Nine Patch Quilt
Nine Patch Quilt

My grandmother had crates and crates of quilts, some she made, some made by her mother, some by her sisters. She made this quilt in the 1970s as a gift for my mother when she graduated from high school. I have slept under it every night since I was five years old. It has travelled with me from Missouri to New York City and will hopefully accompany me wherever I go next. 

It is hard not to imagine it serving a similar function for my grandmother, a security blanket as she crisscrossed the United States. Born the 4th daughter of a tenant farmer couple in Southern Georgia, she slept under similar handmade quilts with her 8 sisters and 1 brother every night of her childhood as they migrated through Georgia, Florida, and South Carolina. As a young woman in Savannah, newly married, she made quilts for her daughter and husband, after leaving work at the shrimp packing factory each night. When she divorced in 1941 and drove to San Diego for a job in a munitions factory, among the few things she brought with her were her mother’s quilts. When she met my grandfather and settled on a 40 acre farm in central Missouri she hung quilts on the walls in the living room and laid them across the beds of her children.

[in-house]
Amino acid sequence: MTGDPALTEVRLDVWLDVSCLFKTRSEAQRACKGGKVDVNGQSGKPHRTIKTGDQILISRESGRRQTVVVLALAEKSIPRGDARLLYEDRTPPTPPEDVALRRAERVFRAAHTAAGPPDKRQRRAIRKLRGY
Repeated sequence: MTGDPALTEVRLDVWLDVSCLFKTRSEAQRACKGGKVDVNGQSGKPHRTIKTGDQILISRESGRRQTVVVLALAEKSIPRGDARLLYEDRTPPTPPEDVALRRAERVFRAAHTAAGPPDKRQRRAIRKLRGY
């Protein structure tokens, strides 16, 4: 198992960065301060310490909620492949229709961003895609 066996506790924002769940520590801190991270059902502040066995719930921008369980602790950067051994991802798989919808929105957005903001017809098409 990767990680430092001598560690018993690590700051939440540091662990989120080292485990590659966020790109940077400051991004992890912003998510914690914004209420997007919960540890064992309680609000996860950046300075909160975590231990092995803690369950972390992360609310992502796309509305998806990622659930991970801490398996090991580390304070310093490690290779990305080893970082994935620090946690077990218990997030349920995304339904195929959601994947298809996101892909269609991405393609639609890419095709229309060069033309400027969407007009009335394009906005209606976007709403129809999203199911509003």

My quilt connects me to my grandmother’s rich life, full of movement, and to the generations of women before her, who I know nearly nothing about, other than that as they moved and resettled and built new lives here and there they always carried with them a tradition of creation. 

Place(s): Savannah, Georgia; Missouri; San Diego, California

– Mikayla

Relationship:  Grandchild of im/migrant Grandchild of im/migrant